Majority of Self-Builders Struggle

Majority of Self-Builders Struggle

Building their own home has become a dream for many people, fuelled by the popularity of programmes such as Grand Designs. Homeowners often see it as an achievable dream and a way of getting exactly the type of property that they've always wanted, such as one with a large kitchen diner or a decorative balcony balustrade. However, the latest report has shown that the reality in many instances falls far short of the expectations, and that the market just isn't geared towards self-builders.

The research carried out by Goldsmiths, University of London, found that only those homeowners who have access to exactly the right facilities will end up with a home they've built themselves. This is despite a commitment from the government to support self-builders. The long-term study was carried out over three years and examined how housing in the UK has changed and the impact this has had on the self-build sector. The researchers spoke to those who have already built their homes, and it showed that it was only those with the right knowledge and skills, as well as the economic, cultural and social capabilities, who achieved their dream.

Self-Build Barriers

The research looked at a number of different routes within the self-build sector. It showed that there are many barriers to self-building success, and that for the majority of homeowners these were too great to overcome. Even the property owners with the necessary financial capabilities will still come up against issues, as the industry isn't set up to meet the specific needs of self-builders.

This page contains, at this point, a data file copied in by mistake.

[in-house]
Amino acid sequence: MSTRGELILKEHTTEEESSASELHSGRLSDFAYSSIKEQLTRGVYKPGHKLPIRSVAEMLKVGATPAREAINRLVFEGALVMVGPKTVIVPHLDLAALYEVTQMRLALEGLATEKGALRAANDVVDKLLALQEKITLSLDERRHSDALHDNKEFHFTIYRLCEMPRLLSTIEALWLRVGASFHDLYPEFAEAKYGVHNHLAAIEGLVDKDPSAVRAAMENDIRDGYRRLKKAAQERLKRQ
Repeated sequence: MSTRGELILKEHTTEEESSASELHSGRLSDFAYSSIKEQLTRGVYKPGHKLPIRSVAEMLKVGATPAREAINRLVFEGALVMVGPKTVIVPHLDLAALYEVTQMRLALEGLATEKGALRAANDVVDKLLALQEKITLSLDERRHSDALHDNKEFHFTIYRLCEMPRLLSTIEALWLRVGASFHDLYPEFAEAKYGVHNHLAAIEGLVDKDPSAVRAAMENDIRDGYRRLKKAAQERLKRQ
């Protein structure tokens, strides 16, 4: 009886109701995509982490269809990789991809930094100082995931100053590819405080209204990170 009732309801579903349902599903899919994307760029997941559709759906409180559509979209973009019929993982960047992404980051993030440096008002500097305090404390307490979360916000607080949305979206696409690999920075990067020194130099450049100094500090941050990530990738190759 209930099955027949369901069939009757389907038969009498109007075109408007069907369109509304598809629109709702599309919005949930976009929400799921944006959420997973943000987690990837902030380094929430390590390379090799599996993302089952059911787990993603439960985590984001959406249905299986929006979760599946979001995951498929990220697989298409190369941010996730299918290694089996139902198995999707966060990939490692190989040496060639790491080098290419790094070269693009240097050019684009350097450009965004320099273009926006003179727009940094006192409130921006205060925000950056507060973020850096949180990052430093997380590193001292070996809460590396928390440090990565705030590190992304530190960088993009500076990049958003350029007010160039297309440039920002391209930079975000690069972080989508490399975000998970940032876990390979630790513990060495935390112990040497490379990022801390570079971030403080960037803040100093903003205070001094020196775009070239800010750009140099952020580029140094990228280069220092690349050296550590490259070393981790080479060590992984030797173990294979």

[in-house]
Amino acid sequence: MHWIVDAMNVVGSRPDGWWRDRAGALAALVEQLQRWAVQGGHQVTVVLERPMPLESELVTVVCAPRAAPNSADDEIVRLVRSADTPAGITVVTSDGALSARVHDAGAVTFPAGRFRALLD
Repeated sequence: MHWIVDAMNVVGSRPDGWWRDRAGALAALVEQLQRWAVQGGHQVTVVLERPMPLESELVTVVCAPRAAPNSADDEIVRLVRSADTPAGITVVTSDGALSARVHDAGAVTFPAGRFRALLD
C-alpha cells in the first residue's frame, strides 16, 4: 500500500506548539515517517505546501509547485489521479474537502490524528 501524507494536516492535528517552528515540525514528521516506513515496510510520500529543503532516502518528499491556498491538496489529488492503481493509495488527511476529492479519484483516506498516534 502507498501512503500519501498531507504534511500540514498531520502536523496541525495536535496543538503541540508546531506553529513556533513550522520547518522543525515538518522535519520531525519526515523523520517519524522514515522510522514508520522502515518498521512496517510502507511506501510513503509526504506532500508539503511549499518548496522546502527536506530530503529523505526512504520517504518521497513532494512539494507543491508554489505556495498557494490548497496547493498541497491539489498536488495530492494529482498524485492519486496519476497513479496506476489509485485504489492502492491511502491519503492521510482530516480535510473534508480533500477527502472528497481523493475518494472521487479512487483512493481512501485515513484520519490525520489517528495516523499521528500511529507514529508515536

They often find that there isn't the expertise available to create their ideal property. This is especially true if they are looking to use different or new materials or technologies. For instance, if they want to construct a unique property that minimises the energy that is consumed, they often cannot find the trades people who can carry out the work professionally.

As well as the practical side of the construction process, there are also generally significant financial problems that need resolving. There is often a difficulty in securing the right type of self-build mortgage, as the products that are required just aren't readily available. The products need to be more flexible and enable homeowners to secure the right level of cash flow throughout the project.

The research highlighted that the self-build market could be a more diverse sector if the needs of homeowners were better met. This is an important part of the housing sector, especially as the market grows following the recession. There is room for further significant growth if it becomes a more viable route for more people.

With a better support system in place and more training available for those who want to learn about self-building, such as how to install a balcony balustrade, the sector could become a realistic option for more people. This will enable it to challenge the traditional route to owning a home and enable property owners to develop innovative solutions to meet their needs.